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GUNS Magazine January 2011 - Page 56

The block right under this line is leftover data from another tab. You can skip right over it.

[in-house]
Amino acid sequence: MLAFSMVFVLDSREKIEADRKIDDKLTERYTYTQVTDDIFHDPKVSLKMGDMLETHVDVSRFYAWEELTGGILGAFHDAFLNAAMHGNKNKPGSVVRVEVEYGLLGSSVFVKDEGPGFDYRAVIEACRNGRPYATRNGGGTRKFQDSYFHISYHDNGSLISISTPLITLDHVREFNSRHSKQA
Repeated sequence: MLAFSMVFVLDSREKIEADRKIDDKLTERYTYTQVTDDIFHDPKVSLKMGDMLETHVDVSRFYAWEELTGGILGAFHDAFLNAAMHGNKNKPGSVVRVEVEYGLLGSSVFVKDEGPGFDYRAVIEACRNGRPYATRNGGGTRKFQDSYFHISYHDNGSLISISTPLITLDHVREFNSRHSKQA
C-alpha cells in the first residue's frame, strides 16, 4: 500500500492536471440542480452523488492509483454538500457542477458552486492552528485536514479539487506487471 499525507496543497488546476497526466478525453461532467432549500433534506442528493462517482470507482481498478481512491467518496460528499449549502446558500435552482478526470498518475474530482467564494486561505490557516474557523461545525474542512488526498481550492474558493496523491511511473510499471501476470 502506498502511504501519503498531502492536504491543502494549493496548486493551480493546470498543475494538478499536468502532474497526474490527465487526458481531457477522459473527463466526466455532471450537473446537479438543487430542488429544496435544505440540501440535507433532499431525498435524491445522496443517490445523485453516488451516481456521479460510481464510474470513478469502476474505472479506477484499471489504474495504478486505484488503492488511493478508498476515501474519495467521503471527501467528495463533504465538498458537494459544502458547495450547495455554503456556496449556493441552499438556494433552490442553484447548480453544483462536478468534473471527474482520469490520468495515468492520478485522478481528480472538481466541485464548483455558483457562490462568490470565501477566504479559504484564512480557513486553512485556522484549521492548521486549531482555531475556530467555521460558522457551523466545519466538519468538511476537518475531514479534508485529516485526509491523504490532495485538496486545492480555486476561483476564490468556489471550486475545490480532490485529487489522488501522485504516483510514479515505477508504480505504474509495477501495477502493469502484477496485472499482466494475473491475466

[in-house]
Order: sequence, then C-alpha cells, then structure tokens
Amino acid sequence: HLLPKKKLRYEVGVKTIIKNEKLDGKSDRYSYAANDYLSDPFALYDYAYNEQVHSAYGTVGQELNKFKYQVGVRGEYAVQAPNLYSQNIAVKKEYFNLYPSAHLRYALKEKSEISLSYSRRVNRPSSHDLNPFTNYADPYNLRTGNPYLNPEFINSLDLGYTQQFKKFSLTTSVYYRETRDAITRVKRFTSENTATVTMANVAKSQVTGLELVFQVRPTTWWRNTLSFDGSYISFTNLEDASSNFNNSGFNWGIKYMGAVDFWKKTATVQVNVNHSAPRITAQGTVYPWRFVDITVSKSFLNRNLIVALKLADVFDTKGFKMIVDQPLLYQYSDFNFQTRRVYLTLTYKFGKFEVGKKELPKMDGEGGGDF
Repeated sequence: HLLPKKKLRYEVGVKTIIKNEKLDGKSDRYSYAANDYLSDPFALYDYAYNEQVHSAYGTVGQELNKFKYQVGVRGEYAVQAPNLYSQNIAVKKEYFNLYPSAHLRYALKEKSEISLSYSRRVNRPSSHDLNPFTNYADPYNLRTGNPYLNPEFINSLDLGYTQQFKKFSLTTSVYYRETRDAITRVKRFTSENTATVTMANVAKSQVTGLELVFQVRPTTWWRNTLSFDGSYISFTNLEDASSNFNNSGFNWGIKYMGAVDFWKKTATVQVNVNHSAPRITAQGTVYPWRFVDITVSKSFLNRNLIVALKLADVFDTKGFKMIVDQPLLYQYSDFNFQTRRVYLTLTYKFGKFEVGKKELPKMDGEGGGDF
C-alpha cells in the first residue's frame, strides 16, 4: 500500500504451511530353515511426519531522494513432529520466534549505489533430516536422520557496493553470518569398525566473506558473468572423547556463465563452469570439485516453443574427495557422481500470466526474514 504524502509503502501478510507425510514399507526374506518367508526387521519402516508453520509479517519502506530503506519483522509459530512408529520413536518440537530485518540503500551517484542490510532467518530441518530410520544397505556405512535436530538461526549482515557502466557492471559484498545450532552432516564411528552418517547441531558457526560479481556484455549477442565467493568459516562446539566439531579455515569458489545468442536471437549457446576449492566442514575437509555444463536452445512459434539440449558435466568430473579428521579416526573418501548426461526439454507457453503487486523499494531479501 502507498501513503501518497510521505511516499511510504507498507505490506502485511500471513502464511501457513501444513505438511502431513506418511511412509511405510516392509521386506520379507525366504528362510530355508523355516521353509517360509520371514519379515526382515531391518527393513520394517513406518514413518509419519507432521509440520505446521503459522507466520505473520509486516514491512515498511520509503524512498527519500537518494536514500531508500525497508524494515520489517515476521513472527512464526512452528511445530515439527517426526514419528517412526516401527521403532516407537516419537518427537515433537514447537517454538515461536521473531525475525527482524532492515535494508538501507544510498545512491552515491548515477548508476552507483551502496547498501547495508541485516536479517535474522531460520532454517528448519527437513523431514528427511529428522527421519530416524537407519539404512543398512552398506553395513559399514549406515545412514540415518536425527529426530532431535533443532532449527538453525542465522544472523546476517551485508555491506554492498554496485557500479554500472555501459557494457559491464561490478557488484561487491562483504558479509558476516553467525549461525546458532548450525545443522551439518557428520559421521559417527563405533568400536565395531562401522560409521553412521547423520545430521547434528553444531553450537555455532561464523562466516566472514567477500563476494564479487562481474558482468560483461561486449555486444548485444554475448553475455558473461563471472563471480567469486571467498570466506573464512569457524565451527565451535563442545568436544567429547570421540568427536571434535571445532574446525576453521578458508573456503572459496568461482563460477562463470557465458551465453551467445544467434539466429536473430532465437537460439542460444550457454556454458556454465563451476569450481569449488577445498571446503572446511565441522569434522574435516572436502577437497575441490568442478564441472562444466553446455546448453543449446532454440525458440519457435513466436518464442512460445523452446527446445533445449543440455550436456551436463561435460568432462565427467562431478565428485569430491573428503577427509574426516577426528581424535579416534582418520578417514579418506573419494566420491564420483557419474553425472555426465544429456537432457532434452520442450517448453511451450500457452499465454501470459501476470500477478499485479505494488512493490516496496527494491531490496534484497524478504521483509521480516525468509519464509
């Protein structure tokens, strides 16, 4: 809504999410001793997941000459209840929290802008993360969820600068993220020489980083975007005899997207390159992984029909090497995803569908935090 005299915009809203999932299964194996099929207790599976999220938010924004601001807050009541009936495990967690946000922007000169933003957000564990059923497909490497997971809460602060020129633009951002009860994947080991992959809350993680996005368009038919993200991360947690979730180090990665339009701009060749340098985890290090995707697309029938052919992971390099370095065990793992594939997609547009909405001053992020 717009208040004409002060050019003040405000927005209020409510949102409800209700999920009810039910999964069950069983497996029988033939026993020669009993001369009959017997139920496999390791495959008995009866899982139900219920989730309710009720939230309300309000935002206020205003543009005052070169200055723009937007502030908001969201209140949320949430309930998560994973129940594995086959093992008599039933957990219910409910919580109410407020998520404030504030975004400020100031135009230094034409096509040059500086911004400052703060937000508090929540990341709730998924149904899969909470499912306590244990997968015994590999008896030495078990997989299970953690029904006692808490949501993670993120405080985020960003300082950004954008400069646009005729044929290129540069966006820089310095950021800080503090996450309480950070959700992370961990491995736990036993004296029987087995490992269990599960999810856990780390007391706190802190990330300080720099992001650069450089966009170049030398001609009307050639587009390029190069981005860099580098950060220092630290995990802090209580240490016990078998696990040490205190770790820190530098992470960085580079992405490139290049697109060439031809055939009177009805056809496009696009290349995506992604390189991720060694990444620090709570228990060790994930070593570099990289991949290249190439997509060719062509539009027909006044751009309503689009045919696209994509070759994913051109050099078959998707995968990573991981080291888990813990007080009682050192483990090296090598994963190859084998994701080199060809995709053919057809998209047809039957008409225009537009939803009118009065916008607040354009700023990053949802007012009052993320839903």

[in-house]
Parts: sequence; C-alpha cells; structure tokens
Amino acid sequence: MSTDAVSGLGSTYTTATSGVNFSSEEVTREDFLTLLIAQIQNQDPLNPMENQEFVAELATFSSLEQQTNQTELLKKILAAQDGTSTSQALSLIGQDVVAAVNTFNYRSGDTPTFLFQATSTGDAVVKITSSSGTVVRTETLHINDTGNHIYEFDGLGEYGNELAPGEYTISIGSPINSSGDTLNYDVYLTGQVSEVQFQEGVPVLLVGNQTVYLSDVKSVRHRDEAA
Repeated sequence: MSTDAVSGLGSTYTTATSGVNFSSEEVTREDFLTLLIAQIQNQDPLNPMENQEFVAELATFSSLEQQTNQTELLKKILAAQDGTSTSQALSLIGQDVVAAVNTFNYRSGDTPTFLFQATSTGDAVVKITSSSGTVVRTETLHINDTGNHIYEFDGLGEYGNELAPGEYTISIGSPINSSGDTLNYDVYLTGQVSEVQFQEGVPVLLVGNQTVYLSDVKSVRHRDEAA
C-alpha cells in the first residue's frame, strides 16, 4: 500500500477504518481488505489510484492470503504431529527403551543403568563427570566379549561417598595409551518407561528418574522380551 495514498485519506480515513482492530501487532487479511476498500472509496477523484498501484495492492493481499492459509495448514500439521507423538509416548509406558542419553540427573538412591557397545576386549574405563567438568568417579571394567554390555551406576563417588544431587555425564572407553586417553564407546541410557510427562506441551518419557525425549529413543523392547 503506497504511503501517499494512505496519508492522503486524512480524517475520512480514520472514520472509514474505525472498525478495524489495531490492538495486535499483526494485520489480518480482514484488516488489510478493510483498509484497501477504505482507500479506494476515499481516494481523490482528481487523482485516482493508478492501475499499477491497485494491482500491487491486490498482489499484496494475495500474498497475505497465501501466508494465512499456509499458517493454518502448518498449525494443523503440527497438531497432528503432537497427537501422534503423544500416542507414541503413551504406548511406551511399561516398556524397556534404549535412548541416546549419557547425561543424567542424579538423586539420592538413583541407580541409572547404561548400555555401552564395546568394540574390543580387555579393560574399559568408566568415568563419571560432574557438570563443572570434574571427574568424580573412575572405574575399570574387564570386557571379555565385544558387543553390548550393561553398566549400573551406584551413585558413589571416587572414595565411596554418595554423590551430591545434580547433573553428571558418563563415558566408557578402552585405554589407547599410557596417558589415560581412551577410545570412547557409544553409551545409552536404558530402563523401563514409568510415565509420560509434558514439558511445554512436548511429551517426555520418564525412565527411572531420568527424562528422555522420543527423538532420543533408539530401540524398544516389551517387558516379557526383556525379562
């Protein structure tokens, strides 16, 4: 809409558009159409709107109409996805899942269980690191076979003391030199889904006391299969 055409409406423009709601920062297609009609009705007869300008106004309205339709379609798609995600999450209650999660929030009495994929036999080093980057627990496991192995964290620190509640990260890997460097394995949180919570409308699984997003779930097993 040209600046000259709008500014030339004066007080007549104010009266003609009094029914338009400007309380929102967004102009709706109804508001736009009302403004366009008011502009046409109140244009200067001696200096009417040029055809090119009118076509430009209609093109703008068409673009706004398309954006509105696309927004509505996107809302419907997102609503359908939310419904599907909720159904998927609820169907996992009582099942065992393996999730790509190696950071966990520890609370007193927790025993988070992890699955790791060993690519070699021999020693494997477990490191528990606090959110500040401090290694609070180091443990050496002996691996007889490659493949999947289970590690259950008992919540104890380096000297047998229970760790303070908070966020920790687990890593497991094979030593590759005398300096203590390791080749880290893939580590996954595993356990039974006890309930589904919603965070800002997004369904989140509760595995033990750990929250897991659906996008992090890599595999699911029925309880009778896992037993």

G IN h T NO bUT ThE T aboUT lIGhTweIGhT hUnTInG rIfleS. TRUTh John barsness he history of lightweight hunting rifles, like that of most human dieters, has had its ups and downs. Most so-called “Kentucky” rifles were very slim and relatively light, but by the time European-Americans had pushed their way west of the Mississippi, the Kentucky rifle had morphed into the shorter, heavier and stouter “Plains” rifle, exemplified by those made by the Hawken brothers in St. Louis, that 19th-century departure point for the West. The same dichotomy showed up later in the west. By the 1870s many cowboys and Indians carried relatively light lever-actions chambered for cartridges such as the .38-40 and .44-40, suitable for shooting each other and smaller big game such as pronghorn, deer and bighorn sheep. The hide hunters nearly wiped out the plains buffalo with heavy single-shots chambered for much larger rounds. In the first half of the 20th century, Eastern deer hunters also really liked light lever actions. While some Western hunters also carried Winchester and Marlin .30-30s (especially cowboys who liked the way the flat receivers fit under stirrup leather), other hunters started using bolt-actions chambered for the .30-06 and similar rounds, especially on elk. Many European hunters liked lightweight MannlicherSchoenauer carbines, some even taking them to Africa, Alaska and the Arctic—though some also owned and used a heavier rifle for bigger game, whether an inexpensive Mauser 9.3x62 or a double rifle in a big NitroExpress cartridge. Lighter actions are the secret to many modern lightweight rifles, such as this New Ultra Light Arms Model 28 in .257 Weatherby Magnum (top) and Weatherby Mark V Ultra Lightweight in .240 Weatherby Magnum. Both weigh around 6-3/4 pounds despite having 24" barrels. It used to be difficult to make a really light rifle with a nice walnut stock, but that’s no longer impossible, thanks to lighter actions. Both of these rifles feature Kimber Model 84 actions. On top is a factory .257 Roberts (7 pounds), on bottom a custom .308 Winchester built by Kilimanjaro Rifles (6-1/2 pounds). 56 WWW.GUNSMAGAZINE.COM • JANUARY 2011

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